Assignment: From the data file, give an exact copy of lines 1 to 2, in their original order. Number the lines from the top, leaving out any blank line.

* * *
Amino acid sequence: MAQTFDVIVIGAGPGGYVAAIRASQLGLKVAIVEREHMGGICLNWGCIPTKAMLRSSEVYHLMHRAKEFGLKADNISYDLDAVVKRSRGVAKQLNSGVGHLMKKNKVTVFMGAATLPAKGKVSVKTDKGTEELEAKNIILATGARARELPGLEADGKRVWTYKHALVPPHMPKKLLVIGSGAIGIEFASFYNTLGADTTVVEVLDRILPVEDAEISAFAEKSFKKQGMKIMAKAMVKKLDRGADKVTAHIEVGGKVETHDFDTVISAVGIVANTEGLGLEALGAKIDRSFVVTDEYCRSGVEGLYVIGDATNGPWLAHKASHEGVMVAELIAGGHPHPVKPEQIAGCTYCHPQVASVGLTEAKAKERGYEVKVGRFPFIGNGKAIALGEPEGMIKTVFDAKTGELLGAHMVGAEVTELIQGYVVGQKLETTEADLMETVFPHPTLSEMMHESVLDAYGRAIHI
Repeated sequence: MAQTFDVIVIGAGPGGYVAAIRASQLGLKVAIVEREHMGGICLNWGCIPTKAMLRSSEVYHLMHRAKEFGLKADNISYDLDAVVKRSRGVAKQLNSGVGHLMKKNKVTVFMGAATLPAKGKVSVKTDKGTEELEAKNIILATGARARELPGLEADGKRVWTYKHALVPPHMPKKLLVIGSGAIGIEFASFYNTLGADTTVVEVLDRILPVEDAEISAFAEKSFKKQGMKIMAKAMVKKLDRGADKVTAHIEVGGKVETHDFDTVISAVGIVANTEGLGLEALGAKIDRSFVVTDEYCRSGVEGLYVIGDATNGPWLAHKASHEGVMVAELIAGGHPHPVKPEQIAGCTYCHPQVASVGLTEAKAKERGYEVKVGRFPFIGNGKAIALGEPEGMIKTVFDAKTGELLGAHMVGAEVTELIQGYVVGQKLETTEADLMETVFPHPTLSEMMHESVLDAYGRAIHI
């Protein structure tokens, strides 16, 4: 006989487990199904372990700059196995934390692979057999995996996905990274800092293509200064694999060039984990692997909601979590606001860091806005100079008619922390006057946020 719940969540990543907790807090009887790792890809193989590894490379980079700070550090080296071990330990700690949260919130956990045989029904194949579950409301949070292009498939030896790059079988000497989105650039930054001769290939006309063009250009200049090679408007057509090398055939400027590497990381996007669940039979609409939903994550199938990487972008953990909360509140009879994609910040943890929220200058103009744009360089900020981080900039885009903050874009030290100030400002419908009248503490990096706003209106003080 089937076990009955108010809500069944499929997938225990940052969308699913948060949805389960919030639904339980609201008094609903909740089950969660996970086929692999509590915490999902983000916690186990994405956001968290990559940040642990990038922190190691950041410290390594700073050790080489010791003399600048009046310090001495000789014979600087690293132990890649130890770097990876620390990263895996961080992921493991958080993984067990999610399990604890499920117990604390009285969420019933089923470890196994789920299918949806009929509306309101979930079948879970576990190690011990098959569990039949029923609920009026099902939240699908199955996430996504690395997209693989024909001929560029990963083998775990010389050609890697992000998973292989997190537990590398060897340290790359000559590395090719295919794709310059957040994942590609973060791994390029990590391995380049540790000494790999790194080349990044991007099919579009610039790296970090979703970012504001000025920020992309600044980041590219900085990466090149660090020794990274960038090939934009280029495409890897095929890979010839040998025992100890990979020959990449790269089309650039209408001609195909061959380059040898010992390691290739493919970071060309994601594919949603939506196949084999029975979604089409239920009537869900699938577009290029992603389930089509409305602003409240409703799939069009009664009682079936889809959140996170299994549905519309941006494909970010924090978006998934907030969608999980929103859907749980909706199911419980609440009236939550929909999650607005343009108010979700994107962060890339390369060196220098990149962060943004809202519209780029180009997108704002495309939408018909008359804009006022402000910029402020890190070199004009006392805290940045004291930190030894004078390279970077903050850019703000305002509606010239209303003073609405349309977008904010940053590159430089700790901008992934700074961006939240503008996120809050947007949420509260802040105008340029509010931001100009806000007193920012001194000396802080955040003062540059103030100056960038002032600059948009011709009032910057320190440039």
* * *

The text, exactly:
Amino acid sequence: MAQTFDVIVIGAGPGGYVAAIRASQLGLKVAIVEREHMGGICLNWGCIPTKAMLRSSEVYHLMHRAKEFGLKADNISYDLDAVVKRSRGVAKQLNSGVGHLMKKNKVTVFMGAATLPAKGKVSVKTDKGTEELEAKNIILATGARARELPGLEADGKRVWTYKHALVPPHMPKKLLVIGSGAIGIEFASFYNTLGADTTVVEVLDRILPVEDAEISAFAEKSFKKQGMKIMAKAMVKKLDRGADKVTAHIEVGGKVETHDFDTVISAVGIVANTEGLGLEALGAKIDRSFVVTDEYCRSGVEGLYVIGDATNGPWLAHKASHEGVMVAELIAGGHPHPVKPEQIAGCTYCHPQVASVGLTEAKAKERGYEVKVGRFPFIGNGKAIALGEPEGMIKTVFDAKTGELLGAHMVGAEVTELIQGYVVGQKLETTEADLMETVFPHPTLSEMMHESVLDAYGRAIHI
Repeated sequence: MAQTFDVIVIGAGPGGYVAAIRASQLGLKVAIVEREHMGGICLNWGCIPTKAMLRSSEVYHLMHRAKEFGLKADNISYDLDAVVKRSRGVAKQLNSGVGHLMKKNKVTVFMGAATLPAKGKVSVKTDKGTEELEAKNIILATGARARELPGLEADGKRVWTYKHALVPPHMPKKLLVIGSGAIGIEFASFYNTLGADTTVVEVLDRILPVEDAEISAFAEKSFKKQGMKIMAKAMVKKLDRGADKVTAHIEVGGKVETHDFDTVISAVGIVANTEGLGLEALGAKIDRSFVVTDEYCRSGVEGLYVIGDATNGPWLAHKASHEGVMVAELIAGGHPHPVKPEQIAGCTYCHPQVASVGLTEAKAKERGYEVKVGRFPFIGNGKAIALGEPEGMIKTVFDAKTGELLGAHMVGAEVTELIQGYVVGQKLETTEADLMETVFPHPTLSEMMHESVLDAYGRAIHI